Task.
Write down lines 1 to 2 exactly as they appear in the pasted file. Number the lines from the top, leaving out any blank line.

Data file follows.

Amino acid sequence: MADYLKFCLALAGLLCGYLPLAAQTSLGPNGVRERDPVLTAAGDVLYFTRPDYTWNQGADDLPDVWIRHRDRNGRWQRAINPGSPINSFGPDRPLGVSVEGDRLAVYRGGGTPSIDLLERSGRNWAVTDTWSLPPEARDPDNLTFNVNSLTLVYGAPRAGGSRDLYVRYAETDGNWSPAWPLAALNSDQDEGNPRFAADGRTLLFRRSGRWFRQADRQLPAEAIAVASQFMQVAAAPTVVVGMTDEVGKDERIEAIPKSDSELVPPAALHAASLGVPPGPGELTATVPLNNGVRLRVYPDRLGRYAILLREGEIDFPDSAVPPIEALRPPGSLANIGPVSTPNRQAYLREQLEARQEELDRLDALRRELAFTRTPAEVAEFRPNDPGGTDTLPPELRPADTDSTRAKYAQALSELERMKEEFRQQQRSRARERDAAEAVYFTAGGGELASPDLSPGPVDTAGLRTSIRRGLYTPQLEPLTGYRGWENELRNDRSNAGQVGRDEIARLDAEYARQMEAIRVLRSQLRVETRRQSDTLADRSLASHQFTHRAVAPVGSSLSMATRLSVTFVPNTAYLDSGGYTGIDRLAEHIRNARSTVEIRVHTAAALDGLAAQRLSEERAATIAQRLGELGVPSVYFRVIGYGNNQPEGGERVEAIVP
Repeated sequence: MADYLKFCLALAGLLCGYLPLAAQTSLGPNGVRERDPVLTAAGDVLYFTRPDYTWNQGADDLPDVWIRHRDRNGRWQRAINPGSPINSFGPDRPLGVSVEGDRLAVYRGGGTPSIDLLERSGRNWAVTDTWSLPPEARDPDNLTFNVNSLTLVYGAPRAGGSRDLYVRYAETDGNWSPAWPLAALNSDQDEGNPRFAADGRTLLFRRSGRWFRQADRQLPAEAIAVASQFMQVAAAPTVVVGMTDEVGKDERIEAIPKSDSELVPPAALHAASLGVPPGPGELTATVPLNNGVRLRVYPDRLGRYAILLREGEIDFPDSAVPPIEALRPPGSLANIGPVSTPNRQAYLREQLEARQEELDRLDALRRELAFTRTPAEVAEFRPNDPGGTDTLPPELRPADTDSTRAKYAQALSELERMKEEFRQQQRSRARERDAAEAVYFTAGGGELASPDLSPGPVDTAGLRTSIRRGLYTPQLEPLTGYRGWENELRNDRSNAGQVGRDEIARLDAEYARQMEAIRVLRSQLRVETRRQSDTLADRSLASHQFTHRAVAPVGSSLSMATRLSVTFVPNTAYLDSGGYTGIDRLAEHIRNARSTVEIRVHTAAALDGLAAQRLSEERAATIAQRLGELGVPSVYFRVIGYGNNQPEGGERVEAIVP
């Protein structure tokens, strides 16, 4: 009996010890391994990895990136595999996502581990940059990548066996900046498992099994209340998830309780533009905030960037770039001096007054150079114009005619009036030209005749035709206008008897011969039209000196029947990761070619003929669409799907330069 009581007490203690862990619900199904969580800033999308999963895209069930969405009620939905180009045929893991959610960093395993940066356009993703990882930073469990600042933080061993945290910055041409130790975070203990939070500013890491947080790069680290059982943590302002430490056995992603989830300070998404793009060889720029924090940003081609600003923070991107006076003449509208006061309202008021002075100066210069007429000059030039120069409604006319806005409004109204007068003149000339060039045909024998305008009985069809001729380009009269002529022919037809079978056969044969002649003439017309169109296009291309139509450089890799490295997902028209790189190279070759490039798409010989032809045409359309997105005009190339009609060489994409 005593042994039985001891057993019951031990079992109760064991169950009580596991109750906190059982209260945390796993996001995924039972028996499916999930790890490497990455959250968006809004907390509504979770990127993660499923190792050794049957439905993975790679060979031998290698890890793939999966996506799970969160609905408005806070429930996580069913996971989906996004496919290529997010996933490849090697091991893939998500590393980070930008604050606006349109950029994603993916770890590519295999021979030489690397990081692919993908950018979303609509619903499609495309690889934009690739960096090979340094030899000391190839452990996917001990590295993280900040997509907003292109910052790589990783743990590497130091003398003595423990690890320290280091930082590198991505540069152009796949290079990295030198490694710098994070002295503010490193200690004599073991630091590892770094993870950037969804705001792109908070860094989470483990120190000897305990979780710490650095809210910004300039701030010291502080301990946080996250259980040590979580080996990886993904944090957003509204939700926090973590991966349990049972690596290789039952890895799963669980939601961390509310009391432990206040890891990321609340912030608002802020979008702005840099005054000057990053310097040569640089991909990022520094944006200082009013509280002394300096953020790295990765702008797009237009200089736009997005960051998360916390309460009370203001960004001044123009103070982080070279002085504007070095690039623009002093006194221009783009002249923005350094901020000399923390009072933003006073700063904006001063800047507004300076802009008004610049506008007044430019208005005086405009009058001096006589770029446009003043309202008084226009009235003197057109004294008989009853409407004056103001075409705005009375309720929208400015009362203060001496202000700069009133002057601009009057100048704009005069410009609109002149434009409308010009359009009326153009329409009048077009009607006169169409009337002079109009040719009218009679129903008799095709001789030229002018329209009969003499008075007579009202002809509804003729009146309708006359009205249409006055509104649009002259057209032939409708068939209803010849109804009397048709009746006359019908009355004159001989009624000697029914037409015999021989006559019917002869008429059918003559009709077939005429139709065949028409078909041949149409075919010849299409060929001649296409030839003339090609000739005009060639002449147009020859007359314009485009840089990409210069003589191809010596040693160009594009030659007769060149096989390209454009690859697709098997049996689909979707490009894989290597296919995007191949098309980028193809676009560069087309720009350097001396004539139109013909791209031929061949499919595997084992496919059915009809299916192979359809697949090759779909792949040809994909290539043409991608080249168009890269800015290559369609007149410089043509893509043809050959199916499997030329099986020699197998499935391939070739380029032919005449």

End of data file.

Amino acid sequence: MADYLKFCLALAGLLCGYLPLAAQTSLGPNGVRERDPVLTAAGDVLYFTRPDYTWNQGADDLPDVWIRHRDRNGRWQRAINPGSPINSFGPDRPLGVSVEGDRLAVYRGGGTPSIDLLERSGRNWAVTDTWSLPPEARDPDNLTFNVNSLTLVYGAPRAGGSRDLYVRYAETDGNWSPAWPLAALNSDQDEGNPRFAADGRTLLFRRSGRWFRQADRQLPAEAIAVASQFMQVAAAPTVVVGMTDEVGKDERIEAIPKSDSELVPPAALHAASLGVPPGPGELTATVPLNNGVRLRVYPDRLGRYAILLREGEIDFPDSAVPPIEALRPPGSLANIGPVSTPNRQAYLREQLEARQEELDRLDALRRELAFTRTPAEVAEFRPNDPGGTDTLPPELRPADTDSTRAKYAQALSELERMKEEFRQQQRSRARERDAAEAVYFTAGGGELASPDLSPGPVDTAGLRTSIRRGLYTPQLEPLTGYRGWENELRNDRSNAGQVGRDEIARLDAEYARQMEAIRVLRSQLRVETRRQSDTLADRSLASHQFTHRAVAPVGSSLSMATRLSVTFVPNTAYLDSGGYTGIDRLAEHIRNARSTVEIRVHTAAALDGLAAQRLSEERAATIAQRLGELGVPSVYFRVIGYGNNQPEGGERVEAIVP
Repeated sequence: MADYLKFCLALAGLLCGYLPLAAQTSLGPNGVRERDPVLTAAGDVLYFTRPDYTWNQGADDLPDVWIRHRDRNGRWQRAINPGSPINSFGPDRPLGVSVEGDRLAVYRGGGTPSIDLLERSGRNWAVTDTWSLPPEARDPDNLTFNVNSLTLVYGAPRAGGSRDLYVRYAETDGNWSPAWPLAALNSDQDEGNPRFAADGRTLLFRRSGRWFRQADRQLPAEAIAVASQFMQVAAAPTVVVGMTDEVGKDERIEAIPKSDSELVPPAALHAASLGVPPGPGELTATVPLNNGVRLRVYPDRLGRYAILLREGEIDFPDSAVPPIEALRPPGSLANIGPVSTPNRQAYLREQLEARQEELDRLDALRRELAFTRTPAEVAEFRPNDPGGTDTLPPELRPADTDSTRAKYAQALSELERMKEEFRQQQRSRARERDAAEAVYFTAGGGELASPDLSPGPVDTAGLRTSIRRGLYTPQLEPLTGYRGWENELRNDRSNAGQVGRDEIARLDAEYARQMEAIRVLRSQLRVETRRQSDTLADRSLASHQFTHRAVAPVGSSLSMATRLSVTFVPNTAYLDSGGYTGIDRLAEHIRNARSTVEIRVHTAAALDGLAAQRLSEERAATIAQRLGELGVPSVYFRVIGYGNNQPEGGERVEAIVP